“It is important to want to change your life”
Category: Relief work, Africa
Ishmael Beah, UNICEF goodwill ambassador brings message of hope to the Danish Refugee Councils centre for children associated with armed conflict in Central African Republic
The children in the Danish Refugee Council’s (DRC) Transit and Orientation centre in the Central African Republic (CAR) had an unexpected visitor for three days in August. Ishmael Beah, a former child soldier who lived through the horrors of the civil war in Sierra Leone, today a prize-winning author and a goodwill ambassador for UNICEF, visited the centre as part of his advocacy against the use of children in armed conflict.
During the time Ismail Beah spent at DRC’s Transit and Orientation centre, he interacted with the children where he recounted his own war experiences, the trauma inflicted on him and how he recovered and built a new life for himself. He told the children, “When you are conditioned to function in war, it takes time to know that something else is possible. I went through that myself”. He also tried to instil the importance of will in this process of rehabilitation, “its important to want to change your life” he added.
The Danish Refugee Council is running the Transit and Orientation centre in the north- eastern town of Ndele in Central African Republic with financing from the Common Humanitarian Fund and technical and financial back up by UNICEF.
Seven social workers provide round the clock care to the children recovered from CPJP’s military camp. The children receive psychological care and learn vocational skills like tailoring, mechanics and baking that aim at providing them with concrete skills to restart their lives after the centre. Meanwhile, DRC, in collaboration with ICRC, is also looking for the families of these children in order to reunite them or place them in foster families. The centre currently holds 38 children, including three girls, and has welcomed 67 children since June 2012.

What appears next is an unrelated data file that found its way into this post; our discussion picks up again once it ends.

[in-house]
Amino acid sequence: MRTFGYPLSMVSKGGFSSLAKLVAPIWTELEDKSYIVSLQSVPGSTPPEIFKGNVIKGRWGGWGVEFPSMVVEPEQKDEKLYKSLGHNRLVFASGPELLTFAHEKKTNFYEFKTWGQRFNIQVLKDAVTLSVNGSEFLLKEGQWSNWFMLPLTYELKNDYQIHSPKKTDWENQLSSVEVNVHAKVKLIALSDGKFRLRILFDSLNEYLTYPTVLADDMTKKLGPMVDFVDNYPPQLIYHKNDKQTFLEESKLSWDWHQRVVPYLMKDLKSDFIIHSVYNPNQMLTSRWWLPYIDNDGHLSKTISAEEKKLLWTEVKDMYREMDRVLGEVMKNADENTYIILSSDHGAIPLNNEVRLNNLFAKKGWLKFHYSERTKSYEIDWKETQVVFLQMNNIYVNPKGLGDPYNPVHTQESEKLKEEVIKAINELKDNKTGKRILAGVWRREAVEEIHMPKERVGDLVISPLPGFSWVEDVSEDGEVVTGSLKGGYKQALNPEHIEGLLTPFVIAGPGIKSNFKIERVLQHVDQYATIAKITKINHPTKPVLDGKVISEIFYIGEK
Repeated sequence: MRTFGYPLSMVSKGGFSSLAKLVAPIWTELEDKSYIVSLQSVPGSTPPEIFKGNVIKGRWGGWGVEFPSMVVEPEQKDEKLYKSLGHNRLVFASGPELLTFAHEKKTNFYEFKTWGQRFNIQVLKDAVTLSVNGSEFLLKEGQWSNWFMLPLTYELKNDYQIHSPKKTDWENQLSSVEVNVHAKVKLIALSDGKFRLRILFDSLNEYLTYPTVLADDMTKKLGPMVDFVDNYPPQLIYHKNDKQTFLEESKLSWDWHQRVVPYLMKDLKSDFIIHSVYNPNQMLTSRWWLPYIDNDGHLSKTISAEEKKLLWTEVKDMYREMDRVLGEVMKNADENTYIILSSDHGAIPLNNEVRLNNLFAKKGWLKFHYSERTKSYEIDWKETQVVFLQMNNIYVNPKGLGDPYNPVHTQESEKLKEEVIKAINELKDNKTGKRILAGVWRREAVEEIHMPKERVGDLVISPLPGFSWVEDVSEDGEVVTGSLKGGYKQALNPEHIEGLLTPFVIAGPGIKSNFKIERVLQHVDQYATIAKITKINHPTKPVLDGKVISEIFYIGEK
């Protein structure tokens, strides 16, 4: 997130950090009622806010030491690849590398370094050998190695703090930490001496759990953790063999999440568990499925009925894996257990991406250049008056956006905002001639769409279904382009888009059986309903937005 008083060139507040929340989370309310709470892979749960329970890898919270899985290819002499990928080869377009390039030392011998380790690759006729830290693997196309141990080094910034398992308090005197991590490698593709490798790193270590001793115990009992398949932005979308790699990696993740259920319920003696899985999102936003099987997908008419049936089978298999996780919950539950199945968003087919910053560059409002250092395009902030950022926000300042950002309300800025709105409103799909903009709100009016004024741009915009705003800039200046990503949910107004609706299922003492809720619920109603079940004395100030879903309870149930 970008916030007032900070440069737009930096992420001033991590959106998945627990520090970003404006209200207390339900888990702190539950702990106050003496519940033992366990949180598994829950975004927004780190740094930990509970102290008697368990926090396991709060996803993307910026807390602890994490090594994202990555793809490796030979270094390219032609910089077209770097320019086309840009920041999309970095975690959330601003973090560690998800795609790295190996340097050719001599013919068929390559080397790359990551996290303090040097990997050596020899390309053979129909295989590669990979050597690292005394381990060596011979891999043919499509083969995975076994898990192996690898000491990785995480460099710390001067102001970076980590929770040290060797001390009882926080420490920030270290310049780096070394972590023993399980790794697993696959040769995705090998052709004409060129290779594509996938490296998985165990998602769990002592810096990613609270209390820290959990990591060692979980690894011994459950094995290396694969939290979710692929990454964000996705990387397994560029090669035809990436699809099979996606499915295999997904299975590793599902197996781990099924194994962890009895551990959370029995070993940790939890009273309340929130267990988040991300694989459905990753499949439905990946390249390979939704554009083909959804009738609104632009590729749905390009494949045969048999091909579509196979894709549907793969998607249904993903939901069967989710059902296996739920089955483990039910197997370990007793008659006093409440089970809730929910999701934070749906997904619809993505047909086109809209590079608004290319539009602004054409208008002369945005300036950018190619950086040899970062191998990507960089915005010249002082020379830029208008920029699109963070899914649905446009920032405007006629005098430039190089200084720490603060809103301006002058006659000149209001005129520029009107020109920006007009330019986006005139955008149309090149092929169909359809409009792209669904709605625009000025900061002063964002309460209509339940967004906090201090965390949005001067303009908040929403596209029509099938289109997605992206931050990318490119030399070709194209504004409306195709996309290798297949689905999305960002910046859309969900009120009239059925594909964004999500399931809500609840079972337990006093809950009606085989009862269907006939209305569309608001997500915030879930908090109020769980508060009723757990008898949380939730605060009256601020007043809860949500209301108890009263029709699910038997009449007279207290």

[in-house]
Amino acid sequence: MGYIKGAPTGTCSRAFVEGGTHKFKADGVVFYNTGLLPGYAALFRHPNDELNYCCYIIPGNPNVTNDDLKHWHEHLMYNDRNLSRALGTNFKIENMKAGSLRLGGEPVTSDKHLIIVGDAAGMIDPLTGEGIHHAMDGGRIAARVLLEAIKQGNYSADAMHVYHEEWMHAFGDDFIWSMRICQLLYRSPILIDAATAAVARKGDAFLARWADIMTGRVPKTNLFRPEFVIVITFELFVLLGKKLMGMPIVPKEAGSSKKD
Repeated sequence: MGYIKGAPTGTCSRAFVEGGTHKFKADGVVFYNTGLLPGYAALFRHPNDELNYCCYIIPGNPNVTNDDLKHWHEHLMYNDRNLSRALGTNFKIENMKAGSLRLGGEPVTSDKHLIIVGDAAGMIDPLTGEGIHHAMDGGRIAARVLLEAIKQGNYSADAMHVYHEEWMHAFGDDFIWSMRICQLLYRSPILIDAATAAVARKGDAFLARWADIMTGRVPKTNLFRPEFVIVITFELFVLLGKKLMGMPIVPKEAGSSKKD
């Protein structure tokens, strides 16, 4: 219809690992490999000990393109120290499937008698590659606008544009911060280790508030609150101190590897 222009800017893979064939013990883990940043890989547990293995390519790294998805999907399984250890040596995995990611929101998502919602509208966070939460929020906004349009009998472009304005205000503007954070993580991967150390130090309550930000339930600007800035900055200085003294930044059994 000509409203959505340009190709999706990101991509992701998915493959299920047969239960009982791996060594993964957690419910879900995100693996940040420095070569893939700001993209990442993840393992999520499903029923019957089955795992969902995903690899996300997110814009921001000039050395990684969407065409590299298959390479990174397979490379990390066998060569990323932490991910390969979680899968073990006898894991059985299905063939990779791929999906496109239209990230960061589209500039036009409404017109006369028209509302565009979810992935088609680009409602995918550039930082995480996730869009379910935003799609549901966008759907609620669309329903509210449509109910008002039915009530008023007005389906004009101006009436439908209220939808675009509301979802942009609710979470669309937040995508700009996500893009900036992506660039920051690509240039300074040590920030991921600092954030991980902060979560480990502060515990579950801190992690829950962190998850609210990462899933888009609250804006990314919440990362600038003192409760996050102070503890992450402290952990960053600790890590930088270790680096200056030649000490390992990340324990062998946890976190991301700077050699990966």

The centre’s comprehensive programme aims at providing these children with an alternate view of life and with giving them opportunities to construct a new, better future.
“This path is not easy and the challenges manifold. At the bottom of all development indicators, years of conflict and insecurity have destroyed the socio-economic tissue of Central African Republic making it one of the poorest countries in the world. State run systems are almost absent and non state actors provide basic services for the most part,” says Line Brylle, programme coordinator for DRC in CAR.
These are not the only challenges faced by DRC’s social workers. Still awaiting disarmament, CPJP troops often roam about in the town of Ndele where the centre is located. Many of these children, belong to the same family as these troops, making the whole reinsertion and reintegration process extremely complicated. “The biggest difficulty we’re facing is that the CPJP is actively functioning in our town and these children feel a strong parental link to the CPJP”, says Evelyne Zembea, DRC Reunification manager.